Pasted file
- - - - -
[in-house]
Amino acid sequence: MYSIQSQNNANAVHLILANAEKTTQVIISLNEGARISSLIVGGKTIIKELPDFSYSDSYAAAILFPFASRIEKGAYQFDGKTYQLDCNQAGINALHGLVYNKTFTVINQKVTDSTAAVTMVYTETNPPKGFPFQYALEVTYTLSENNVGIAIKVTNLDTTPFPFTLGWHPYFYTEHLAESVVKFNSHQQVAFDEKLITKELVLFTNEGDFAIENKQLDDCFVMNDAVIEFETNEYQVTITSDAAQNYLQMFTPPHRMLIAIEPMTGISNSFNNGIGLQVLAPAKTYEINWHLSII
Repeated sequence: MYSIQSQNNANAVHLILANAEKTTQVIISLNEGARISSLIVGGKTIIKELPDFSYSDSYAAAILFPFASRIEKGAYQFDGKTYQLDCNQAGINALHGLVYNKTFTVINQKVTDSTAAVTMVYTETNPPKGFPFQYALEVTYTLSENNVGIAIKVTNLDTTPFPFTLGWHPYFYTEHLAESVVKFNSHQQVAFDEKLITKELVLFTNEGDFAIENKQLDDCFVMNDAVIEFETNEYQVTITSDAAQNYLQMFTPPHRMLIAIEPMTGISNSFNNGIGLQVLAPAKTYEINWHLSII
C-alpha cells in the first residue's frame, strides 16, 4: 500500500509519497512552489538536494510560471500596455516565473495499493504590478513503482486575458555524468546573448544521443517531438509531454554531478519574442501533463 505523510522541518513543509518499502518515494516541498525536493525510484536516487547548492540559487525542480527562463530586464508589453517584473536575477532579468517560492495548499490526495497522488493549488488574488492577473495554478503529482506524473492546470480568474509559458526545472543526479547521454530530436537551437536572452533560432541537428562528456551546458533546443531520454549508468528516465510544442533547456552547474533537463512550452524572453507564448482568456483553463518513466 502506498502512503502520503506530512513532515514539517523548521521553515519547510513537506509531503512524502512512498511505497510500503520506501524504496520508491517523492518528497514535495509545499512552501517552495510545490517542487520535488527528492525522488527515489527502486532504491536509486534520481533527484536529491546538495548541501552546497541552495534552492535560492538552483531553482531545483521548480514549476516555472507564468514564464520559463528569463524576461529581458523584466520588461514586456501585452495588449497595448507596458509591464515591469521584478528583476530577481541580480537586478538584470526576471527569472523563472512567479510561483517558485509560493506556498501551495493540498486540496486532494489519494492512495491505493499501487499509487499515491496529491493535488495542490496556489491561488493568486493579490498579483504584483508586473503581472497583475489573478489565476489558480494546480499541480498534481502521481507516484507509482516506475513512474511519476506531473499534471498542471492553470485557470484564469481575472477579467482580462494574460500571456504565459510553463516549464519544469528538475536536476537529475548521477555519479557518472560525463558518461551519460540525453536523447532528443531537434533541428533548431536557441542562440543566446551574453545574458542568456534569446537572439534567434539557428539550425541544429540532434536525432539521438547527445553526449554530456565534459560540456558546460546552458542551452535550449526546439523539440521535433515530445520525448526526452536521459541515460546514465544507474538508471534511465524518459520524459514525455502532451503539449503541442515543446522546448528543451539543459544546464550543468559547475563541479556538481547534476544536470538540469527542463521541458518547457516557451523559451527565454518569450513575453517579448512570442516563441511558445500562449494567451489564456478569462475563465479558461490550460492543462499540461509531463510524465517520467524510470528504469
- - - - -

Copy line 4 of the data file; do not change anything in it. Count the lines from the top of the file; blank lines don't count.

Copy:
C-alpha cells in the first residue's frame, strides 16, 4: 500500500509519497512552489538536494510560471500596455516565473495499493504590478513503482486575458555524468546573448544521443517531438509531454554531478519574442501533463 505523510522541518513543509518499502518515494516541498525536493525510484536516487547548492540559487525542480527562463530586464508589453517584473536575477532579468517560492495548499490526495497522488493549488488574488492577473495554478503529482506524473492546470480568474509559458526545472543526479547521454530530436537551437536572452533560432541537428562528456551546458533546443531520454549508468528516465510544442533547456552547474533537463512550452524572453507564448482568456483553463518513466 502506498502512503502520503506530512513532515514539517523548521521553515519547510513537506509531503512524502512512498511505497510500503520506501524504496520508491517523492518528497514535495509545499512552501517552495510545490517542487520535488527528492525522488527515489527502486532504491536509486534520481533527484536529491546538495548541501552546497541552495534552492535560492538552483531553482531545483521548480514549476516555472507564468514564464520559463528569463524576461529581458523584466520588461514586456501585452495588449497595448507596458509591464515591469521584478528583476530577481541580480537586478538584470526576471527569472523563472512567479510561483517558485509560493506556498501551495493540498486540496486532494489519494492512495491505493499501487499509487499515491496529491493535488495542490496556489491561488493568486493579490498579483504584483508586473503581472497583475489573478489565476489558480494546480499541480498534481502521481507516484507509482516506475513512474511519476506531473499534471498542471492553470485557470484564469481575472477579467482580462494574460500571456504565459510553463516549464519544469528538475536536476537529475548521477555519479557518472560525463558518461551519460540525453536523447532528443531537434533541428533548431536557441542562440543566446551574453545574458542568456534569446537572439534567434539557428539550425541544429540532434536525432539521438547527445553526449554530456565534459560540456558546460546552458542551452535550449526546439523539440521535433515530445520525448526526452536521459541515460546514465544507474538508471534511465524518459520524459514525455502532451503539449503541442515543446522546448528543451539543459544546464550543468559547475563541479556538481547534476544536470538540469527542463521541458518547457516557451523559451527565454518569450513575453517579448512570442516563441511558445500562449494567451489564456478569462475563465479558461490550460492543462499540461509531463510524465517520467524510470528504469